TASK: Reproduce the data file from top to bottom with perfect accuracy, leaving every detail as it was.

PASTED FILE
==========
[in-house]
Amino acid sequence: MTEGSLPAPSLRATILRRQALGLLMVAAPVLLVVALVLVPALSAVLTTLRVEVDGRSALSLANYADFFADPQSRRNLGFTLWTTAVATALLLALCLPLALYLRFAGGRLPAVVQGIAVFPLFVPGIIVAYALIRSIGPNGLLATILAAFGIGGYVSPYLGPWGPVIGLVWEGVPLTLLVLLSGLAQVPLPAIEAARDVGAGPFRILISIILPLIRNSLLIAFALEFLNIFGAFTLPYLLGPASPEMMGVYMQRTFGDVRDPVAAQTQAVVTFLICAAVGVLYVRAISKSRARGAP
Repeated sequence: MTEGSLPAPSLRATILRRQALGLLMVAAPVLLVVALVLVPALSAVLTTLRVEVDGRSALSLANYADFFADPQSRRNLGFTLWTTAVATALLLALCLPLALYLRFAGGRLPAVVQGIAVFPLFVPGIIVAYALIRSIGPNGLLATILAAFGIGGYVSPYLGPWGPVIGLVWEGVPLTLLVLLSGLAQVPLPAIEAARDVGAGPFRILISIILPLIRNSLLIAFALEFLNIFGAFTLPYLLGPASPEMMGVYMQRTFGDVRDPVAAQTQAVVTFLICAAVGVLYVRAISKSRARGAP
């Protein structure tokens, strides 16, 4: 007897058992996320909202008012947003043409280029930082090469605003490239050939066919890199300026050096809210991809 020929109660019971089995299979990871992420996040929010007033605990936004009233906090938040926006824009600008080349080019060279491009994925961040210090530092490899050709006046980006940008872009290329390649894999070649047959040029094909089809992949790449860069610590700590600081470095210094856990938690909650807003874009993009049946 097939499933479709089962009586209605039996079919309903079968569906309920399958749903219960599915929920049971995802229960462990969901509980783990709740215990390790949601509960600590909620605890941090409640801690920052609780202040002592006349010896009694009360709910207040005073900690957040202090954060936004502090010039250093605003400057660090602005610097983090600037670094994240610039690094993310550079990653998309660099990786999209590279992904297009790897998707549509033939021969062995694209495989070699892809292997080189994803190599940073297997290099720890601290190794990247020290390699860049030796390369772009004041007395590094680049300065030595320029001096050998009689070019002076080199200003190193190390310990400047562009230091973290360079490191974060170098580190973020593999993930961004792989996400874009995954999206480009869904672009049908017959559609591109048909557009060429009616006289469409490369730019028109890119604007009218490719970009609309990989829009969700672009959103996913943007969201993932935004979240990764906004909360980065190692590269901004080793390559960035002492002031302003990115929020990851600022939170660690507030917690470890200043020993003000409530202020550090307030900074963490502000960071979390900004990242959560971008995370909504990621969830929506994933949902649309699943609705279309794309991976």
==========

[in-house]
Amino acid sequence: MTEGSLPAPSLRATILRRQALGLLMVAAPVLLVVALVLVPALSAVLTTLRVEVDGRSALSLANYADFFADPQSRRNLGFTLWTTAVATALLLALCLPLALYLRFAGGRLPAVVQGIAVFPLFVPGIIVAYALIRSIGPNGLLATILAAFGIGGYVSPYLGPWGPVIGLVWEGVPLTLLVLLSGLAQVPLPAIEAARDVGAGPFRILISIILPLIRNSLLIAFALEFLNIFGAFTLPYLLGPASPEMMGVYMQRTFGDVRDPVAAQTQAVVTFLICAAVGVLYVRAISKSRARGAP
Repeated sequence: MTEGSLPAPSLRATILRRQALGLLMVAAPVLLVVALVLVPALSAVLTTLRVEVDGRSALSLANYADFFADPQSRRNLGFTLWTTAVATALLLALCLPLALYLRFAGGRLPAVVQGIAVFPLFVPGIIVAYALIRSIGPNGLLATILAAFGIGGYVSPYLGPWGPVIGLVWEGVPLTLLVLLSGLAQVPLPAIEAARDVGAGPFRILISIILPLIRNSLLIAFALEFLNIFGAFTLPYLLGPASPEMMGVYMQRTFGDVRDPVAAQTQAVVTFLICAAVGVLYVRAISKSRARGAP
């Protein structure tokens, strides 16, 4: 007897058992996320909202008012947003043409280029930082090469605003490239050939066919890199300026050096809210991809 020929109660019971089995299979990871992420996040929010007033605990936004009233906090938040926006824009600008080349080019060279491009994925961040210090530092490899050709006046980006940008872009290329390649894999070649047959040029094909089809992949790449860069610590700590600081470095210094856990938690909650807003874009993009049946 097939499933479709089962009586209605039996079919309903079968569906309920399958749903219960599915929920049971995802229960462990969901509980783990709740215990390790949601509960600590909620605890941090409640801690920052609780202040002592006349010896009694009360709910207040005073900690957040202090954060936004502090010039250093605003400057660090602005610097983090600037670094994240610039690094993310550079990653998309660099990786999209590279992904297009790897998707549509033939021969062995694209495989070699892809292997080189994803190599940073297997290099720890601290190794990247020290390699860049030796390369772009004041007395590094680049300065030595320029001096050998009689070019002076080199200003190193190390310990400047562009230091973290360079490191974060170098580190973020593999993930961004792989996400874009995954999206480009869904672009049908017959559609591109048909557009060429009616006289469409490369730019028109890119604007009218490719970009609309990989829009969700672009959103996913943007969201993932935004979240990764906004909360980065190692590269901004080793390559960035002492002031302003990115929020990851600022939170660690507030917690470890200043020993003000409530202020550090307030900074963490502000960071979390900004990242959560971008995370909504990621969830929506994933949902649309699943609705279309794309991976």